Design ships to cross the ocean.

Full Steam Ahead

Ship design game floats some physics concepts but could dive deeper

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Expert evaluation by Common Sense

Grades

6–12

Subjects & Skills

Critical Thinking, Science

Platforms: iPhone, Mac, Windows, Web

Pros: Straightforward design provides increasing challenges that draw kids in.

Cons: A lack of instructional support means students will need help with the "why" of what they learn.

Bottom Line: A fascinating but most likely supplemental tool for reinforcing concepts in physics, design, and the scientific method.

Full Steam Ahead provides lots of opportunities for students to do some role-playing and engage in a mix of historical and scientific learning. To take the learning further, you might have students write scientific proposals outlining their hypotheses before they begin, and then write reports afterwards explaining the results. It would be fun to do this "in character," giving students a role set in the historical context.

In Full Steam Ahead, students design ships to meet one of eight challenges proposed by famous ship designer Isambard Kingdom Brunel. They start with some basic challenges, such as creating a ship that can hold a certain amount of weight. Ships' designs start with student-drawn blueprints modified by some key decisions such as whether to build the ship of iron or wood or whether to use paddles or screw propellers. Students then test their designs. In the first scenario, for example, a crane drops crates into the ship until it sinks. Students earn money based on how many crates the ship can hold, and more money means they can design bigger and better ships. As students complete each challenge, more challenges are unlocked.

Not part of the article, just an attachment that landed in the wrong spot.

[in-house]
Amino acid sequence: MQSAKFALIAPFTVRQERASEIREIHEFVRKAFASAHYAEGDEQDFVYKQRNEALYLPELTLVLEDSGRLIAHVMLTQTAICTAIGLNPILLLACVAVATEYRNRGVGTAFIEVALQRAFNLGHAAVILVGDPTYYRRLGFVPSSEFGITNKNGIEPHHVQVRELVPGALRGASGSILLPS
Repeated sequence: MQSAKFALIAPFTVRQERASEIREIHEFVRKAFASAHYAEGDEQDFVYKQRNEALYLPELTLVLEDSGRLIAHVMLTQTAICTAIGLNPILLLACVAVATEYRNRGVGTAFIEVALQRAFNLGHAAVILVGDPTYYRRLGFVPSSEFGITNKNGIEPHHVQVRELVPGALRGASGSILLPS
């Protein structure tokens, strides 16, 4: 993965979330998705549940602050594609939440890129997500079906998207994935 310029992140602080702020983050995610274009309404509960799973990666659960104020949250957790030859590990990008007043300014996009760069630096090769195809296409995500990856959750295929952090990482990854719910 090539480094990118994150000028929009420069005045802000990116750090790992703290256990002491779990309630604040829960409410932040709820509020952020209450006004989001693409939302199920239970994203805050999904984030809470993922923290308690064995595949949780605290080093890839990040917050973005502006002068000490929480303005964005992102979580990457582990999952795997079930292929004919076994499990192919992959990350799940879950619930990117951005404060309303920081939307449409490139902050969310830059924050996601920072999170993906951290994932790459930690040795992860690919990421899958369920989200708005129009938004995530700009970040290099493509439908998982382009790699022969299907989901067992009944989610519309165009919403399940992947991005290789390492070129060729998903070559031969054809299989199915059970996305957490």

It's slow to start, so students will require some encouragement to keep going. Once they get into it, however, the game is pretty addictive as kids design new ships and see how they stand up to a variety of challenges. Students will definitely learn a lot about various aspects of physics and ship design -- and learning happens organically. No pop-up window tells students whether wood or iron is a better building material for ships -- they just have to try both and see what happens. This can be both good and bad, as students may learn the what without knowing the why. Still, as an introduction to physics or just as a fun way to review scientific concepts, Full Steam Ahead will likely meet most teachers' needs.

Learning Rating

Overall Rating
Engagement

A slow start gives way to an addictive design game.

Pedagogy

Students will pick up some elements of physics and design, but only indirectly. It's light on deep instruction and more focused on experimentation.

Support

Tasks are fairly straightforward, but not a lot of help is available for kids who might need it.

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